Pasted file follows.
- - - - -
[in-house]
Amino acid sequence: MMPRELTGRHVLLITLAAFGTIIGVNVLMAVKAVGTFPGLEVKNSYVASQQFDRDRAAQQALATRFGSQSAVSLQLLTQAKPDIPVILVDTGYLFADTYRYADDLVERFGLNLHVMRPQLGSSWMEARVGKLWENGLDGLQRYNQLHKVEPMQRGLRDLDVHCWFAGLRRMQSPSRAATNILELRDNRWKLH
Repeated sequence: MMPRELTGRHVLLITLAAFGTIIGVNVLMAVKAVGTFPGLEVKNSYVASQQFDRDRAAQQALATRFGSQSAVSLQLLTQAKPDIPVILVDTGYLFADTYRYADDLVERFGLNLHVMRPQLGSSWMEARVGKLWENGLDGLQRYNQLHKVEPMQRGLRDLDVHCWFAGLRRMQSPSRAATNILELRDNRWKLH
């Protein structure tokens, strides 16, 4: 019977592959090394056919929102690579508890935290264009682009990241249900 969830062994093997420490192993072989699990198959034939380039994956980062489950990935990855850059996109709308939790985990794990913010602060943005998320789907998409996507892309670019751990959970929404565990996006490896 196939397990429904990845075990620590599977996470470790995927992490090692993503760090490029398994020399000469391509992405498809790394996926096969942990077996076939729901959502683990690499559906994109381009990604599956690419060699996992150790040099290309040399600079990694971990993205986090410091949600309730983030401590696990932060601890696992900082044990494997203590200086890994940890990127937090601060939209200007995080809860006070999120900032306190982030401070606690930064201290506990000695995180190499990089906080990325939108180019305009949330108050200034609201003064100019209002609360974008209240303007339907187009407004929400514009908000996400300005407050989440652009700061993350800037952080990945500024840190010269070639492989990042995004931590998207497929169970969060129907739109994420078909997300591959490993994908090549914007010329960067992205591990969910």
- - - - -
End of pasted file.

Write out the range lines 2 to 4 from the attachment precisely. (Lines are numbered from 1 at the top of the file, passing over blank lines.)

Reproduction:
Amino acid sequence: MMPRELTGRHVLLITLAAFGTIIGVNVLMAVKAVGTFPGLEVKNSYVASQQFDRDRAAQQALATRFGSQSAVSLQLLTQAKPDIPVILVDTGYLFADTYRYADDLVERFGLNLHVMRPQLGSSWMEARVGKLWENGLDGLQRYNQLHKVEPMQRGLRDLDVHCWFAGLRRMQSPSRAATNILELRDNRWKLH
Repeated sequence: MMPRELTGRHVLLITLAAFGTIIGVNVLMAVKAVGTFPGLEVKNSYVASQQFDRDRAAQQALATRFGSQSAVSLQLLTQAKPDIPVILVDTGYLFADTYRYADDLVERFGLNLHVMRPQLGSSWMEARVGKLWENGLDGLQRYNQLHKVEPMQRGLRDLDVHCWFAGLRRMQSPSRAATNILELRDNRWKLH
């Protein structure tokens, strides 16, 4: 019977592959090394056919929102690579508890935290264009682009990241249900 969830062994093997420490192993072989699990198959034939380039994956980062489950990935990855850059996109709308939790985990794990913010602060943005998320789907998409996507892309670019751990959970929404565990996006490896 196939397990429904990845075990620590599977996470470790995927992490090692993503760090490029398994020399000469391509992405498809790394996926096969942990077996076939729901959502683990690499559906994109381009990604599956690419060699996992150790040099290309040399600079990694971990993205986090410091949600309730983030401590696990932060601890696992900082044990494997203590200086890994940890990127937090601060939209200007995080809860006070999120900032306190982030401070606690930064201290506990000695995180190499990089906080990325939108180019305009949330108050200034609201003064100019209002609360974008209240303007339907187009407004929400514009908000996400300005407050989440652009700061993350800037952080990945500024840190010269070639492989990042995004931590998207497929169970969060129907739109994420078909997300591959490993994908090549914007010329960067992205591990969910």